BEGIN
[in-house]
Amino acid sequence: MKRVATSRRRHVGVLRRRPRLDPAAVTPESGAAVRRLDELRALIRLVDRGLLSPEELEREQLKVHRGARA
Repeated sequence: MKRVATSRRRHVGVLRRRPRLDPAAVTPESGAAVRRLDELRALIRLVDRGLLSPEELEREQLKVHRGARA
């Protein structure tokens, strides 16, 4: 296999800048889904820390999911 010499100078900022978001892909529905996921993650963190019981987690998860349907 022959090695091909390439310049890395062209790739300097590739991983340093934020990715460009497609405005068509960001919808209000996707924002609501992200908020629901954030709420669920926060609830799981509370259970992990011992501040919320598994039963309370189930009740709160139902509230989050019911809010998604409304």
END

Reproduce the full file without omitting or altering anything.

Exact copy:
[in-house]
Amino acid sequence: MKRVATSRRRHVGVLRRRPRLDPAAVTPESGAAVRRLDELRALIRLVDRGLLSPEELEREQLKVHRGARA
Repeated sequence: MKRVATSRRRHVGVLRRRPRLDPAAVTPESGAAVRRLDELRALIRLVDRGLLSPEELEREQLKVHRGARA
């Protein structure tokens, strides 16, 4: 296999800048889904820390999911 010499100078900022978001892909529905996921993650963190019981987690998860349907 022959090695091909390439310049890395062209790739300097590739991983340093934020990715460009497609405005068509960001919808209000996707924002609501992200908020629901954030709420669920926060609830799981509370259970992990011992501040919320598994039963309370189930009740709160139902509230989050019911809010998604409304």